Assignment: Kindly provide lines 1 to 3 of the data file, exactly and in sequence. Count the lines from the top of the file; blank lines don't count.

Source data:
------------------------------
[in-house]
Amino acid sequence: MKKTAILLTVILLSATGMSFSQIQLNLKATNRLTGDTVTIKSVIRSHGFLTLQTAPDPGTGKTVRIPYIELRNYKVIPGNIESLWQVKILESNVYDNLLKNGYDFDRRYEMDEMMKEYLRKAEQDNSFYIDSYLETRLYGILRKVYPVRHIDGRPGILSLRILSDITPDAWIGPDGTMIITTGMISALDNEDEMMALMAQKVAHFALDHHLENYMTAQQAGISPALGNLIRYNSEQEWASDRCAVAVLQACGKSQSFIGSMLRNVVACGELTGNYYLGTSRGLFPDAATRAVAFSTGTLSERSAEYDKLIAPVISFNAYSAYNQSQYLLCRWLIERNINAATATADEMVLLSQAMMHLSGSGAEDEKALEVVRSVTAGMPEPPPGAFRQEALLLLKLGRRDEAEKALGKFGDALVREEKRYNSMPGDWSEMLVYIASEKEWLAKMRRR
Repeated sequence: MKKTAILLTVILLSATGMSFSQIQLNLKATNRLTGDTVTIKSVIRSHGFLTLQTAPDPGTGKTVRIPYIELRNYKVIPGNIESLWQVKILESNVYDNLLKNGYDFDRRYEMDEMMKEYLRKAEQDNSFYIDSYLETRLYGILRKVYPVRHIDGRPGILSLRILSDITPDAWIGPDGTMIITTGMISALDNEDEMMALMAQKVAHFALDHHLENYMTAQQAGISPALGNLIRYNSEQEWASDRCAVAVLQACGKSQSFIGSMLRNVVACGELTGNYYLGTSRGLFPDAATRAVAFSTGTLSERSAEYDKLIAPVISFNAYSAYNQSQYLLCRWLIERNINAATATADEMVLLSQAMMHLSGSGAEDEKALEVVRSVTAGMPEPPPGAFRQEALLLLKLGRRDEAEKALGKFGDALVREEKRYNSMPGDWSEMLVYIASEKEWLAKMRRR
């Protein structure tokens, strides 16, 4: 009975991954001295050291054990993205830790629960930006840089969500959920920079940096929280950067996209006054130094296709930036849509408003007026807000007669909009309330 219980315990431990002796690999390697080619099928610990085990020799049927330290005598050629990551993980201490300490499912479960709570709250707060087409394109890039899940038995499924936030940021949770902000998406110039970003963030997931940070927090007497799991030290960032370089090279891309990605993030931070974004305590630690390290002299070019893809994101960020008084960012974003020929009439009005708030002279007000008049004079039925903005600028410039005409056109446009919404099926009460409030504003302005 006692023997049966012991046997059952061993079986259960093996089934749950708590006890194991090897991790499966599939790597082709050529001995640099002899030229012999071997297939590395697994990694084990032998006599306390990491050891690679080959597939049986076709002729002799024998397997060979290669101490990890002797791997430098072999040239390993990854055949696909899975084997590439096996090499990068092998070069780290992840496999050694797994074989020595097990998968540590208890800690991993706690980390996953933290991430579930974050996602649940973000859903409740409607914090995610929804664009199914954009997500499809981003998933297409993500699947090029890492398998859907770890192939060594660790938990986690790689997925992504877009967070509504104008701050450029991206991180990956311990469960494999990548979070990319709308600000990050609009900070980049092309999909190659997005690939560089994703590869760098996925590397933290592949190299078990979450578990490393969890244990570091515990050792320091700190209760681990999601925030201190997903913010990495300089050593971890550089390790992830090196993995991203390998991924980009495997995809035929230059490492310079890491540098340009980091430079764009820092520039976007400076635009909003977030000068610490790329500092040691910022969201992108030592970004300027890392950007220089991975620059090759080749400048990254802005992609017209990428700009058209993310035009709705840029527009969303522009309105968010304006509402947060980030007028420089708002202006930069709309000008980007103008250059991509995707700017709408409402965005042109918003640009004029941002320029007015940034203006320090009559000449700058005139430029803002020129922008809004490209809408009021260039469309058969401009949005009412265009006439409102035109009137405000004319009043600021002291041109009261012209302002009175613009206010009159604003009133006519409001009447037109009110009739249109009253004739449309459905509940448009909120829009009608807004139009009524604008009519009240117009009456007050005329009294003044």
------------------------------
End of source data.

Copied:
[in-house]
Amino acid sequence: MKKTAILLTVILLSATGMSFSQIQLNLKATNRLTGDTVTIKSVIRSHGFLTLQTAPDPGTGKTVRIPYIELRNYKVIPGNIESLWQVKILESNVYDNLLKNGYDFDRRYEMDEMMKEYLRKAEQDNSFYIDSYLETRLYGILRKVYPVRHIDGRPGILSLRILSDITPDAWIGPDGTMIITTGMISALDNEDEMMALMAQKVAHFALDHHLENYMTAQQAGISPALGNLIRYNSEQEWASDRCAVAVLQACGKSQSFIGSMLRNVVACGELTGNYYLGTSRGLFPDAATRAVAFSTGTLSERSAEYDKLIAPVISFNAYSAYNQSQYLLCRWLIERNINAATATADEMVLLSQAMMHLSGSGAEDEKALEVVRSVTAGMPEPPPGAFRQEALLLLKLGRRDEAEKALGKFGDALVREEKRYNSMPGDWSEMLVYIASEKEWLAKMRRR
Repeated sequence: MKKTAILLTVILLSATGMSFSQIQLNLKATNRLTGDTVTIKSVIRSHGFLTLQTAPDPGTGKTVRIPYIELRNYKVIPGNIESLWQVKILESNVYDNLLKNGYDFDRRYEMDEMMKEYLRKAEQDNSFYIDSYLETRLYGILRKVYPVRHIDGRPGILSLRILSDITPDAWIGPDGTMIITTGMISALDNEDEMMALMAQKVAHFALDHHLENYMTAQQAGISPALGNLIRYNSEQEWASDRCAVAVLQACGKSQSFIGSMLRNVVACGELTGNYYLGTSRGLFPDAATRAVAFSTGTLSERSAEYDKLIAPVISFNAYSAYNQSQYLLCRWLIERNINAATATADEMVLLSQAMMHLSGSGAEDEKALEVVRSVTAGMPEPPPGAFRQEALLLLKLGRRDEAEKALGKFGDALVREEKRYNSMPGDWSEMLVYIASEKEWLAKMRRR